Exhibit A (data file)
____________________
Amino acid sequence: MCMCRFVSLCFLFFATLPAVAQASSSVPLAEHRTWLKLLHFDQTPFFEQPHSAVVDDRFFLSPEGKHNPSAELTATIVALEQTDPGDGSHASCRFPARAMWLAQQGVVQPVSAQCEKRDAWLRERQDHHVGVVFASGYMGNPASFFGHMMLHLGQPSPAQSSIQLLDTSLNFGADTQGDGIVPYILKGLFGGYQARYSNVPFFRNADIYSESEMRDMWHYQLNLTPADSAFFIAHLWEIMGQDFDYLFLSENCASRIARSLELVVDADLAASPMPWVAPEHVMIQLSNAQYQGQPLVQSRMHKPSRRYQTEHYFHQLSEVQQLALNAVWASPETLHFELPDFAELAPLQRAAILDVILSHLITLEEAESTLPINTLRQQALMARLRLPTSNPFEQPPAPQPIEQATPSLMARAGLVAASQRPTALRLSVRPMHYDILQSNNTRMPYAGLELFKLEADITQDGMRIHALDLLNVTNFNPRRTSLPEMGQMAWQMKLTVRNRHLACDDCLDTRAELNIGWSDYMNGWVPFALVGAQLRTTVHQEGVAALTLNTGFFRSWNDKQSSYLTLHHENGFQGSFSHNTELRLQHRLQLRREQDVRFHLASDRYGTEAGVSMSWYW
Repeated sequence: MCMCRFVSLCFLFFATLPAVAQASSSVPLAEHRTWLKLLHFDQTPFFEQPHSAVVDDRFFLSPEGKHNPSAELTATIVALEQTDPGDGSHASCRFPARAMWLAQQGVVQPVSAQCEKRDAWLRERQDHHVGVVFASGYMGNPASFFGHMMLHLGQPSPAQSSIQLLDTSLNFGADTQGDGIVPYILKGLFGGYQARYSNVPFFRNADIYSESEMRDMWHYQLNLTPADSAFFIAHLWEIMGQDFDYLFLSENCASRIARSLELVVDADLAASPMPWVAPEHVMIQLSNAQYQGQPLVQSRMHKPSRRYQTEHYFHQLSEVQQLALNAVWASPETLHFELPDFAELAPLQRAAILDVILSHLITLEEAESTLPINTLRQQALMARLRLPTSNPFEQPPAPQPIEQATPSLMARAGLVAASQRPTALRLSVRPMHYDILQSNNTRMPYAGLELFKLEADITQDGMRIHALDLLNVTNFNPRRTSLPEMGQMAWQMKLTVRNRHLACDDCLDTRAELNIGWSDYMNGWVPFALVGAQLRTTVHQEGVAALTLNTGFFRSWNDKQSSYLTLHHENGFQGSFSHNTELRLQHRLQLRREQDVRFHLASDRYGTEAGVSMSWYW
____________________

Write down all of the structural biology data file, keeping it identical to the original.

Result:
Amino acid sequence: MCMCRFVSLCFLFFATLPAVAQASSSVPLAEHRTWLKLLHFDQTPFFEQPHSAVVDDRFFLSPEGKHNPSAELTATIVALEQTDPGDGSHASCRFPARAMWLAQQGVVQPVSAQCEKRDAWLRERQDHHVGVVFASGYMGNPASFFGHMMLHLGQPSPAQSSIQLLDTSLNFGADTQGDGIVPYILKGLFGGYQARYSNVPFFRNADIYSESEMRDMWHYQLNLTPADSAFFIAHLWEIMGQDFDYLFLSENCASRIARSLELVVDADLAASPMPWVAPEHVMIQLSNAQYQGQPLVQSRMHKPSRRYQTEHYFHQLSEVQQLALNAVWASPETLHFELPDFAELAPLQRAAILDVILSHLITLEEAESTLPINTLRQQALMARLRLPTSNPFEQPPAPQPIEQATPSLMARAGLVAASQRPTALRLSVRPMHYDILQSNNTRMPYAGLELFKLEADITQDGMRIHALDLLNVTNFNPRRTSLPEMGQMAWQMKLTVRNRHLACDDCLDTRAELNIGWSDYMNGWVPFALVGAQLRTTVHQEGVAALTLNTGFFRSWNDKQSSYLTLHHENGFQGSFSHNTELRLQHRLQLRREQDVRFHLASDRYGTEAGVSMSWYW
Repeated sequence: MCMCRFVSLCFLFFATLPAVAQASSSVPLAEHRTWLKLLHFDQTPFFEQPHSAVVDDRFFLSPEGKHNPSAELTATIVALEQTDPGDGSHASCRFPARAMWLAQQGVVQPVSAQCEKRDAWLRERQDHHVGVVFASGYMGNPASFFGHMMLHLGQPSPAQSSIQLLDTSLNFGADTQGDGIVPYILKGLFGGYQARYSNVPFFRNADIYSESEMRDMWHYQLNLTPADSAFFIAHLWEIMGQDFDYLFLSENCASRIARSLELVVDADLAASPMPWVAPEHVMIQLSNAQYQGQPLVQSRMHKPSRRYQTEHYFHQLSEVQQLALNAVWASPETLHFELPDFAELAPLQRAAILDVILSHLITLEEAESTLPINTLRQQALMARLRLPTSNPFEQPPAPQPIEQATPSLMARAGLVAASQRPTALRLSVRPMHYDILQSNNTRMPYAGLELFKLEADITQDGMRIHALDLLNVTNFNPRRTSLPEMGQMAWQMKLTVRNRHLACDDCLDTRAELNIGWSDYMNGWVPFALVGAQLRTTVHQEGVAALTLNTGFFRSWNDKQSSYLTLHHENGFQGSFSHNTELRLQHRLQLRREQDVRFHLASDRYGTEAGVSMSWYW